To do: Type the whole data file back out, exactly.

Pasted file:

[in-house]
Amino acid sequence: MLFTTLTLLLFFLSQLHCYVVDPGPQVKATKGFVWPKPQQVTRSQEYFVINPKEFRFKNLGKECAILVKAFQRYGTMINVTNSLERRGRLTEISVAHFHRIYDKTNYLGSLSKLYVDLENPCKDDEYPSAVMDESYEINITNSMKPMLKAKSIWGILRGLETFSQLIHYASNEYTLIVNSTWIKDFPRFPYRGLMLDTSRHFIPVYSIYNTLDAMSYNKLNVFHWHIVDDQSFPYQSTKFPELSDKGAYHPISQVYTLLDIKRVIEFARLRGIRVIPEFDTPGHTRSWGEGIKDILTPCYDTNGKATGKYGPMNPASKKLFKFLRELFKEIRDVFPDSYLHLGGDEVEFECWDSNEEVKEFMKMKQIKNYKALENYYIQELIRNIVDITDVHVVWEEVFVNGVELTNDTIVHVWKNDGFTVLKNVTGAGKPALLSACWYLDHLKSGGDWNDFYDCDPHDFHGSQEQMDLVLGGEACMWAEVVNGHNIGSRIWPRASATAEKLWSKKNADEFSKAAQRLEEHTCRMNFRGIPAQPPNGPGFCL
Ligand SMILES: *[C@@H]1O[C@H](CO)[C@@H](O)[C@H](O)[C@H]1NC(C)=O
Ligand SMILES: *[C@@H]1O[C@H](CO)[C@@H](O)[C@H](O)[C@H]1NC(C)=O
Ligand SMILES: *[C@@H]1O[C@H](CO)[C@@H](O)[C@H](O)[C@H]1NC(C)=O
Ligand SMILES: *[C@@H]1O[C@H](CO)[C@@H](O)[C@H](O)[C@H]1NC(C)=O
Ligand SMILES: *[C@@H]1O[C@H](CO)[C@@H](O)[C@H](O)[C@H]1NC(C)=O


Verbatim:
[in-house]
Amino acid sequence: MLFTTLTLLLFFLSQLHCYVVDPGPQVKATKGFVWPKPQQVTRSQEYFVINPKEFRFKNLGKECAILVKAFQRYGTMINVTNSLERRGRLTEISVAHFHRIYDKTNYLGSLSKLYVDLENPCKDDEYPSAVMDESYEINITNSMKPMLKAKSIWGILRGLETFSQLIHYASNEYTLIVNSTWIKDFPRFPYRGLMLDTSRHFIPVYSIYNTLDAMSYNKLNVFHWHIVDDQSFPYQSTKFPELSDKGAYHPISQVYTLLDIKRVIEFARLRGIRVIPEFDTPGHTRSWGEGIKDILTPCYDTNGKATGKYGPMNPASKKLFKFLRELFKEIRDVFPDSYLHLGGDEVEFECWDSNEEVKEFMKMKQIKNYKALENYYIQELIRNIVDITDVHVVWEEVFVNGVELTNDTIVHVWKNDGFTVLKNVTGAGKPALLSACWYLDHLKSGGDWNDFYDCDPHDFHGSQEQMDLVLGGEACMWAEVVNGHNIGSRIWPRASATAEKLWSKKNADEFSKAAQRLEEHTCRMNFRGIPAQPPNGPGFCL
Ligand SMILES: *[C@@H]1O[C@H](CO)[C@@H](O)[C@H](O)[C@H]1NC(C)=O
Ligand SMILES: *[C@@H]1O[C@H](CO)[C@@H](O)[C@H](O)[C@H]1NC(C)=O
Ligand SMILES: *[C@@H]1O[C@H](CO)[C@@H](O)[C@H](O)[C@H]1NC(C)=O
Ligand SMILES: *[C@@H]1O[C@H](CO)[C@@H](O)[C@H](O)[C@H]1NC(C)=O
Ligand SMILES: *[C@@H]1O[C@H](CO)[C@@H](O)[C@H](O)[C@H]1NC(C)=O